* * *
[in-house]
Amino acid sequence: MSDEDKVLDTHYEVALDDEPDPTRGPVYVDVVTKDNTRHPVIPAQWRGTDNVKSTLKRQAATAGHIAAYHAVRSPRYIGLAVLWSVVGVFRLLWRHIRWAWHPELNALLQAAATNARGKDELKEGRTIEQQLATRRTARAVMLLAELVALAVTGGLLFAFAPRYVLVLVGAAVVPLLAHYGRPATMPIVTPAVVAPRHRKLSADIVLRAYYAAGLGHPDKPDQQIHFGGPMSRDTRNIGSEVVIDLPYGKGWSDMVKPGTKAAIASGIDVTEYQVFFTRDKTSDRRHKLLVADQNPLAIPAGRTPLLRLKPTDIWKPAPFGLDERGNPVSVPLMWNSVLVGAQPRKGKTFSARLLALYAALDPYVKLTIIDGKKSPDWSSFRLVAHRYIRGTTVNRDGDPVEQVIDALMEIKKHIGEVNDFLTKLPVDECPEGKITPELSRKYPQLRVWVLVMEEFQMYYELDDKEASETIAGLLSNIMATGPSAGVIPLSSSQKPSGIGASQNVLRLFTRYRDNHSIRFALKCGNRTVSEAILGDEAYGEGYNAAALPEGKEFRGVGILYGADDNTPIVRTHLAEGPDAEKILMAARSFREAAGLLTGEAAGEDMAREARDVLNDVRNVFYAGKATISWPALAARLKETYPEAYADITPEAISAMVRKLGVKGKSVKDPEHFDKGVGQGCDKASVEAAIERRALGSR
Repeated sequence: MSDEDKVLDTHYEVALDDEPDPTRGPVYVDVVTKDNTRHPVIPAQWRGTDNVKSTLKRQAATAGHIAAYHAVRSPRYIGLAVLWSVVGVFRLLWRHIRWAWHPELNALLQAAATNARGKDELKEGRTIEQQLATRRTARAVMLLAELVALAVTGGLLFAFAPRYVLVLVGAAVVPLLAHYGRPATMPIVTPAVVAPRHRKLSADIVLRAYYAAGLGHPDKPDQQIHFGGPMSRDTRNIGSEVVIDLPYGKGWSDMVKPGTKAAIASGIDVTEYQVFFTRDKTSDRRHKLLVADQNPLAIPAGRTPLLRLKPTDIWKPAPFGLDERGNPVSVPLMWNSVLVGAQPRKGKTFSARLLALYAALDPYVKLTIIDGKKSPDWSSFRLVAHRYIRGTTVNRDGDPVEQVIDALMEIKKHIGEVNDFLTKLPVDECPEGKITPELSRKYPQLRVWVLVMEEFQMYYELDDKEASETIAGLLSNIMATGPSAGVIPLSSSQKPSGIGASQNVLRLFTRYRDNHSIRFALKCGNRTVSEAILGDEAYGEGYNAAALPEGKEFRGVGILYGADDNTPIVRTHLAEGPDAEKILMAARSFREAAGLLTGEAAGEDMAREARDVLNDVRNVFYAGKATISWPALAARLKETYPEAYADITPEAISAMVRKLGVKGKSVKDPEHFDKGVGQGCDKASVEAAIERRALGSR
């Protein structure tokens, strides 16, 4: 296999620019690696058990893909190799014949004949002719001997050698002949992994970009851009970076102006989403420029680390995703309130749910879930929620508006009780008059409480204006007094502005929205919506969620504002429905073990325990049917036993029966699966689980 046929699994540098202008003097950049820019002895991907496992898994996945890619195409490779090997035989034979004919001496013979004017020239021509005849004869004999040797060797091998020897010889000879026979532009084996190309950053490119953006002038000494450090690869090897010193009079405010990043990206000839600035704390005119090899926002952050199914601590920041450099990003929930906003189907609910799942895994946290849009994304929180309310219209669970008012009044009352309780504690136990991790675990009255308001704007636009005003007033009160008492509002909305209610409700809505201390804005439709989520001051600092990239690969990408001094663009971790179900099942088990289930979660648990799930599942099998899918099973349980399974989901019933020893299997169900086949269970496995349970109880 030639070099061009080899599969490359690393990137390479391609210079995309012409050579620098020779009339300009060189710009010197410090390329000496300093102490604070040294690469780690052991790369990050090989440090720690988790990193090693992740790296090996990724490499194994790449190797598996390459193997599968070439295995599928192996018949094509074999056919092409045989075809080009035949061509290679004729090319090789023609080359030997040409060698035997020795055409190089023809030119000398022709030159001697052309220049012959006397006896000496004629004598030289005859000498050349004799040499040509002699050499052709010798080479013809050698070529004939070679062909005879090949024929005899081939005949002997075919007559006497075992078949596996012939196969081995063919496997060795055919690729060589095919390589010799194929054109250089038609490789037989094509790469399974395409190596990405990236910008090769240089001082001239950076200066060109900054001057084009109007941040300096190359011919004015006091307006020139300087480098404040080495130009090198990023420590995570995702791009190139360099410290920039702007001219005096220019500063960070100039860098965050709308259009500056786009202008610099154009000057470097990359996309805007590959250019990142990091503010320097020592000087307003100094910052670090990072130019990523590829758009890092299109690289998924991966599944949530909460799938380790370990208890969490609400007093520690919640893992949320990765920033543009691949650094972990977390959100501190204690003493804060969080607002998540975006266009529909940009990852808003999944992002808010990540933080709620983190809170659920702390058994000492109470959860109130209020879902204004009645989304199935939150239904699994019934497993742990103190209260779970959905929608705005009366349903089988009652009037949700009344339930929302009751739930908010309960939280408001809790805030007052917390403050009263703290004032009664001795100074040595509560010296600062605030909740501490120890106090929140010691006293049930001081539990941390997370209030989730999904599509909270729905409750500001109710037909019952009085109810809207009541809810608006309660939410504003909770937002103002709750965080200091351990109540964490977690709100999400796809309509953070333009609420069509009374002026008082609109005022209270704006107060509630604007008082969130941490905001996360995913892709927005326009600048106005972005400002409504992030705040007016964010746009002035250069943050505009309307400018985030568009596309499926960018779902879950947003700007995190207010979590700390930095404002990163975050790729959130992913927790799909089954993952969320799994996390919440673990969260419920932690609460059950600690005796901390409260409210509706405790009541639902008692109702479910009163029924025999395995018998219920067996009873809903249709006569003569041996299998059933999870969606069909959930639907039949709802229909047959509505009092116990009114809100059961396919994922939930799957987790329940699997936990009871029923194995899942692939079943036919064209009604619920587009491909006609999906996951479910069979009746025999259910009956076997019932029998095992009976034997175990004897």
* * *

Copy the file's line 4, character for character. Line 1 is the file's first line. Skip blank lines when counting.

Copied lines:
């Protein structure tokens, strides 16, 4: 296999620019690696058990893909190799014949004949002719001997050698002949992994970009851009970076102006989403420029680390995703309130749910879930929620508006009780008059409480204006007094502005929205919506969620504002429905073990325990049917036993029966699966689980 046929699994540098202008003097950049820019002895991907496992898994996945890619195409490779090997035989034979004919001496013979004017020239021509005849004869004999040797060797091998020897010889000879026979532009084996190309950053490119953006002038000494450090690869090897010193009079405010990043990206000839600035704390005119090899926002952050199914601590920041450099990003929930906003189907609910799942895994946290849009994304929180309310219209669970008012009044009352309780504690136990991790675990009255308001704007636009005003007033009160008492509002909305209610409700809505201390804005439709989520001051600092990239690969990408001094663009971790179900099942088990289930979660648990799930599942099998899918099973349980399974989901019933020893299997169900086949269970496995349970109880 030639070099061009080899599969490359690393990137390479391609210079995309012409050579620098020779009339300009060189710009010197410090390329000496300093102490604070040294690469780690052991790369990050090989440090720690988790990193090693992740790296090996990724490499194994790449190797598996390459193997599968070439295995599928192996018949094509074999056919092409045989075809080009035949061509290679004729090319090789023609080359030997040409060698035997020795055409190089023809030119000398022709030159001697052309220049012959006397006896000496004629004598030289005859000498050349004799040499040509002699050499052709010798080479013809050698070529004939070679062909005879090949024929005899081939005949002997075919007559006497075992078949596996012939196969081995063919496997060795055919690729060589095919390589010799194929054109250089038609490789037989094509790469399974395409190596990405990236910008090769240089001082001239950076200066060109900054001057084009109007941040300096190359011919004015006091307006020139300087480098404040080495130009090198990023420590995570995702791009190139360099410290920039702007001219005096220019500063960070100039860098965050709308259009500056786009202008610099154009000057470097990359996309805007590959250019990142990091503010320097020592000087307003100094910052670090990072130019990523590829758009890092299109690289998924991966599944949530909460799938380790370990208890969490609400007093520690919640893992949320990765920033543009691949650094972990977390959100501190204690003493804060969080607002998540975006266009529909940009990852808003999944992002808010990540933080709620983190809170659920702390058994000492109470959860109130209020879902204004009645989304199935939150239904699994019934497993742990103190209260779970959905929608705005009366349903089988009652009037949700009344339930929302009751739930908010309960939280408001809790805030007052917390403050009263703290004032009664001795100074040595509560010296600062605030909740501490120890106090929140010691006293049930001081539990941390997370209030989730999904599509909270729905409750500001109710037909019952009085109810809207009541809810608006309660939410504003909770937002103002709750965080200091351990109540964490977690709100999400796809309509953070333009609420069509009374002026008082609109005022209270704006107060509630604007008082969130941490905001996360995913892709927005326009600048106005972005400002409504992030705040007016964010746009002035250069943050505009309307400018985030568009596309499926960018779902879950947003700007995190207010979590700390930095404002990163975050790729959130992913927790799909089954993952969320799994996390919440673990969260419920932690609460059950600690005796901390409260409210509706405790009541639902008692109702479910009163029924025999395995018998219920067996009873809903249709006569003569041996299998059933999870969606069909959930639907039949709802229909047959509505009092116990009114809100059961396919994922939930799957987790329940699997936990009871029923194995899942692939079943036919064209009604619920587009491909006609999906996951479910069979009746025999259910009956076997019932029998095992009976034997175990004897």